Recently I was making plans for a business trip to a neighboring state. I was going to drive and to get there I would have to pass through the notorious anti gun state of Illinois and then two other states where my permit was honored. I dutifully printed out the laws as they pertained to concealed carry in all the states I would be driving through including Illinois. After reading the accumulated 50 pages of do's and don't, the whens and wheres and the yeses and no's I started seriously considering leaving my firearm at home.

The conflict was real. I have never thought of the firearm as a magic talisman or the end all be all of self defense. It is just part of my holistic approach to self defense which includes, pointy things, stabby things, medical skills and hands on/unarmed skills. There was a very real possibility my firearm would spend a lot of time locked in a small portable gun safe during the trip. Either because it was illegal to carry or I would need to have it elsewhere during training. Would I even need it or miss it? It was going to be a real pain in the ass.

A few days before my trip I went for a mountain bike ride with a friend. On these rides I generally carry a small hydration bladder with water. Since we mainly ride gravel I also generally take an extra innertube and some tools. On this ride though I decided against them. I have never needed them before and we were only going to ride a few hours.About halfway through our ride as we were talking about my dilemma as it related to my trip I started hearing a clicking sound. With in a hundred meters my rear tire made a large popping sound and went flat. Out of the blue I had gotten a flat. And of course I had no innertube. Luckily there was a straight route back to my vehicle on the shoulder of the highway. Lucky because it was straight but it was also almost 4 miles of the walk of shame as I pushed my deflated bike.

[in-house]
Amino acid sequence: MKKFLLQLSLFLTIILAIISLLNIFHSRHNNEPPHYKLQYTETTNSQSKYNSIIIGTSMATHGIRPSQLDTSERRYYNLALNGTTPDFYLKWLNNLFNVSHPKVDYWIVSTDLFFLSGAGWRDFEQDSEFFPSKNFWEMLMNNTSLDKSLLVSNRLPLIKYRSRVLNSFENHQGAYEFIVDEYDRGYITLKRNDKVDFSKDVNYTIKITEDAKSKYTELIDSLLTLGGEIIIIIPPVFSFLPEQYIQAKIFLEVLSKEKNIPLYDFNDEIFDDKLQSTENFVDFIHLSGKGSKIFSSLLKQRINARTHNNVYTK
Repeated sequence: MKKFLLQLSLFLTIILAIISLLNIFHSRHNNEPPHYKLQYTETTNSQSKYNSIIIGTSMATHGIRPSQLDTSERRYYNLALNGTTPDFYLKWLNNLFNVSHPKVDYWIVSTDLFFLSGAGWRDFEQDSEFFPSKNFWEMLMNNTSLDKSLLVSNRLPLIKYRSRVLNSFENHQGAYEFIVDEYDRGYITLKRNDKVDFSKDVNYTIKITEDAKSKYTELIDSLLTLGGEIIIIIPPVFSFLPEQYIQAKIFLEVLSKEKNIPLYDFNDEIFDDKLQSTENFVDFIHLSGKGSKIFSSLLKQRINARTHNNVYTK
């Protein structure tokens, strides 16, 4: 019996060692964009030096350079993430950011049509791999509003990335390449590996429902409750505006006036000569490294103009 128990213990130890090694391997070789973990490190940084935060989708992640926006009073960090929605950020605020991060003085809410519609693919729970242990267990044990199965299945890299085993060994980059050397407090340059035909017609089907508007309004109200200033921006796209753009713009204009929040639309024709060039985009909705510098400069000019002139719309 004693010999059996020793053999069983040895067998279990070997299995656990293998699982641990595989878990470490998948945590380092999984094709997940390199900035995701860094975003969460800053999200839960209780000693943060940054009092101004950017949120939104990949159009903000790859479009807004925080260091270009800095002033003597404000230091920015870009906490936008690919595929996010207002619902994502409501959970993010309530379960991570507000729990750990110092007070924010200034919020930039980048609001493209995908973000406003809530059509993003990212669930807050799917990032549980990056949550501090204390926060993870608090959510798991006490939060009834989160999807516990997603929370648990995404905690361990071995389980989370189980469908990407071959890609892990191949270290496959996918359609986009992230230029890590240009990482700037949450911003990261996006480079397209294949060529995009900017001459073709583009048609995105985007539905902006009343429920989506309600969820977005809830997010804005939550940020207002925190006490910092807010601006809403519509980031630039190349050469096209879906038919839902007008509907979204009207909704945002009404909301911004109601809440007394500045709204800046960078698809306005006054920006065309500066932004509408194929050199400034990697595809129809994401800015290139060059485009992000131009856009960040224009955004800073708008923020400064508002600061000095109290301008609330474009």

I had a lot of time to think during this little hike. I thought, how although the gun was not the end all be all, it had always been my feeling that carrying a firearm is a responsibility that should be exercised. I thought about how I couldn't let the bureaucrats win. I couldn't let them bury my right of self defense under reams of legal restrictions. But more than anything I thought about how you don't carry a gun for when you think you need it. You carry it for when you think you won't. Just like a spare innertube. By the time I got to my car I had made up my mind. I think you know what my decision was.

Thursday, August 18, 2016

Go Ruck Light Des Moines 8.13.2016 Class 1264